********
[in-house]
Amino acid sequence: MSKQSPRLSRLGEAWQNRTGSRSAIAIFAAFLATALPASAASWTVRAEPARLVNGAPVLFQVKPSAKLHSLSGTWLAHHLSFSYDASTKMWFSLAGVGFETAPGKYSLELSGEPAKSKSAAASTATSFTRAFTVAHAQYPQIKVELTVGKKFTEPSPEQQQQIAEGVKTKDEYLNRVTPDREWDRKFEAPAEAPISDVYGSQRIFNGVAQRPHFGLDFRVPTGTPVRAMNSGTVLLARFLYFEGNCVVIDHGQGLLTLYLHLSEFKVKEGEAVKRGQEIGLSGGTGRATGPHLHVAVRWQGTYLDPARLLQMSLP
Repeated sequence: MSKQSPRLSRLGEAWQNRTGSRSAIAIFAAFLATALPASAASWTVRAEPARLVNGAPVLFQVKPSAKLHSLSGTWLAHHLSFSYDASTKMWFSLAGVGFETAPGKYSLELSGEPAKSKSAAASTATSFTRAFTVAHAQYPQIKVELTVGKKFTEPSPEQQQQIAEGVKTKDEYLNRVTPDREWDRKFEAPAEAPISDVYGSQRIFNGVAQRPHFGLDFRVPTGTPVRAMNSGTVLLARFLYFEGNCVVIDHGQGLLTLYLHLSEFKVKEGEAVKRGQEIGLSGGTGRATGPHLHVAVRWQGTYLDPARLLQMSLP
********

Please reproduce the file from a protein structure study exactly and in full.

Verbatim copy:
[in-house]
Amino acid sequence: MSKQSPRLSRLGEAWQNRTGSRSAIAIFAAFLATALPASAASWTVRAEPARLVNGAPVLFQVKPSAKLHSLSGTWLAHHLSFSYDASTKMWFSLAGVGFETAPGKYSLELSGEPAKSKSAAASTATSFTRAFTVAHAQYPQIKVELTVGKKFTEPSPEQQQQIAEGVKTKDEYLNRVTPDREWDRKFEAPAEAPISDVYGSQRIFNGVAQRPHFGLDFRVPTGTPVRAMNSGTVLLARFLYFEGNCVVIDHGQGLLTLYLHLSEFKVKEGEAVKRGQEIGLSGGTGRATGPHLHVAVRWQGTYLDPARLLQMSLP
Repeated sequence: MSKQSPRLSRLGEAWQNRTGSRSAIAIFAAFLATALPASAASWTVRAEPARLVNGAPVLFQVKPSAKLHSLSGTWLAHHLSFSYDASTKMWFSLAGVGFETAPGKYSLELSGEPAKSKSAAASTATSFTRAFTVAHAQYPQIKVELTVGKKFTEPSPEQQQQIAEGVKTKDEYLNRVTPDREWDRKFEAPAEAPISDVYGSQRIFNGVAQRPHFGLDFRVPTGTPVRAMNSGTVLLARFLYFEGNCVVIDHGQGLLTLYLHLSEFKVKEGEAVKRGQEIGLSGGTGRATGPHLHVAVRWQGTYLDPARLLQMSLP